Indeed there’s no shortage of cool and amazing technology to touch, see, and hear about at ESRIUC, actually, its almost overwhelming so creating a list of just 10 awesome things I saw is no simple task. Hopefully I won’t crush any feelings for those not mentioned here and just let it be known that this list could likely easily be rehashed into a “100 Cool things” list if I had the time!
Once again another International Esri user conference has come and gone. Myself, like about 15,000 others who made the trip to San Diego are now coming down from a big “Geo High” and are organizing our notes and contact information from all the great things we saw and fabulous people we met. The week began much like most other conference week’s did, with loads of excitement and Esri President Jack Dangermond addressing the huge crowd in attendance at the opening plenary. I felt that Dangermond really set the tone for the week with his opening remark that may have come over as rather surprising to many – he expressed how “something is changing, and we’re about to see GIS reach its full potential… there’s something afoot and I encourage you to notice it.” An exciting and bold statement I felt but after the week was done it did indeed seem rather appropriate and most of us at the conference did indeed go out there to notice it.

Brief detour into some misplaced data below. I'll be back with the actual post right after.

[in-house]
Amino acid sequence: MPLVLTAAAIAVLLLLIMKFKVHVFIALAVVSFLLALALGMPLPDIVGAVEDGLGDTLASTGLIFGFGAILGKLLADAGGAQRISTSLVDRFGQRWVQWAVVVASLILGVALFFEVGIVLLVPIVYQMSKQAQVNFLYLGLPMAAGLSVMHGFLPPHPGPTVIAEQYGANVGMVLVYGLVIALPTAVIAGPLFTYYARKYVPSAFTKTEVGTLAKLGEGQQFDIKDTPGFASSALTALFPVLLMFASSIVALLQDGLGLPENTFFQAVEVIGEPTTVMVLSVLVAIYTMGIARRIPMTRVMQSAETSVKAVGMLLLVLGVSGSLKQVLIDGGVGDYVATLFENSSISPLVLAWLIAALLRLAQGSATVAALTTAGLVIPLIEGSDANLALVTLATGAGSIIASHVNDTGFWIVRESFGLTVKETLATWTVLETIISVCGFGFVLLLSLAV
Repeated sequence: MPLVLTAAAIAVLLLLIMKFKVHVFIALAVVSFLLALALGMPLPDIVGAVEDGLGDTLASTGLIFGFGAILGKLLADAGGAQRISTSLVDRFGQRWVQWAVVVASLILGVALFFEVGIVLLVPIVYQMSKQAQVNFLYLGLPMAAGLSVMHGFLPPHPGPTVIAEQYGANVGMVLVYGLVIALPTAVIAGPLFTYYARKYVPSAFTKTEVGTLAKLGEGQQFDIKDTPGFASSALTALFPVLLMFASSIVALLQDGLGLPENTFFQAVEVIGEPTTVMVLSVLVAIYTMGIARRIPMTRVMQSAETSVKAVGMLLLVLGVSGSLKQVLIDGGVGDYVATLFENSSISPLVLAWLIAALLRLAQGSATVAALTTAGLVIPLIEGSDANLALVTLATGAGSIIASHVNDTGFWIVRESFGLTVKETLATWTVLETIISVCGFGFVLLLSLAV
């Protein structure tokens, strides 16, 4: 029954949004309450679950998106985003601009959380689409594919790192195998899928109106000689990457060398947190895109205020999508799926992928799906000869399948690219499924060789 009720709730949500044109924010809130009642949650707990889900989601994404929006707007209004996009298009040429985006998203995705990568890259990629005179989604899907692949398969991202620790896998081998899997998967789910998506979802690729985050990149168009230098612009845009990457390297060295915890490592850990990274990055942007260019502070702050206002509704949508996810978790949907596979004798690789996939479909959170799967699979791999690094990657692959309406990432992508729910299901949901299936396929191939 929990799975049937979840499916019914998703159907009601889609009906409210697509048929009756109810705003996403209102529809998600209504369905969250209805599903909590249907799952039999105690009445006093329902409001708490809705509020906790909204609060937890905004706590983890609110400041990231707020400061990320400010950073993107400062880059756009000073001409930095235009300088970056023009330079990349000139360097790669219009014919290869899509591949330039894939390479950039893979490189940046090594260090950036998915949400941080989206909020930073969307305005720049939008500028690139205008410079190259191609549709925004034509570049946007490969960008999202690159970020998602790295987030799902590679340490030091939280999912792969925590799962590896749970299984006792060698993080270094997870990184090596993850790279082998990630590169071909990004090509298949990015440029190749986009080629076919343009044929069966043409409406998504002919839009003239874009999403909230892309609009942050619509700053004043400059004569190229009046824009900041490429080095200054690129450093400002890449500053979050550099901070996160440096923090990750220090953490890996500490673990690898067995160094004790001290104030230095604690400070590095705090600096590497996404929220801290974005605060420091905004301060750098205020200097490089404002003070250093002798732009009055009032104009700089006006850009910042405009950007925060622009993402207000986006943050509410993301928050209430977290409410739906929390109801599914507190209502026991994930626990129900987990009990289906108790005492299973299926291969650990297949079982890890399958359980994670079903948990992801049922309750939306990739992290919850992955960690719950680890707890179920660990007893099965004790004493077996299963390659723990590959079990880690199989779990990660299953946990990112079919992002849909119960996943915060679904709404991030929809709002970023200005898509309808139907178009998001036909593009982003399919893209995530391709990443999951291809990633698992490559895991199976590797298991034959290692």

Poor Blackberry, they just can’t catch a break it seems! Even with recent reports revealing about 0% US marketshare (Ouch!) they keep on persisting to try and stand up and then they just get knocked down again. In the latest blow to the company SILENT CIRCLE has hit back regarding the privacy of the Blackphone. It has taken Blackberry’s recent criticism, balled it up and thrown in back in Blackberry’s face. In a note directed at “privacy enthusiasts” but undoubtedly aimed at Blackberry, Silent Circle said that the negative attention is unwarranted.
Indeed there’s been loads of Esri related news to share this week, however, Google has also been making some noise. This week, via the Google earth blog, the company has shared how they are launching Google Maps for Business imagery. This service is offering businesses the chance to purchase and use Google Earth imagery for the first time. From Google… “This gives organizations access to high-resolution aerial imagery covering the continental U.S. And this will help customers like government agencies get the imagery they need without collecting their own aerial photography.” – Read more on this here.
It goes without saying that there’s loads of great opportunities for developers at the ESRIUC. Sure they have the dev Summit in the spring, however, the UC is really a great opportunity for the developers to connect with each other and even launch their latest app or startup business. Yesterday at the conference I spent a fair bit of time speaking to a number of developers in the very cool Startup Zone – a dedicated area for Devs to wow us all. Note, for companies meeting the requirements, getting accepted into the Zone is an affordable and very visible option to help kickstart your business. Continue reading →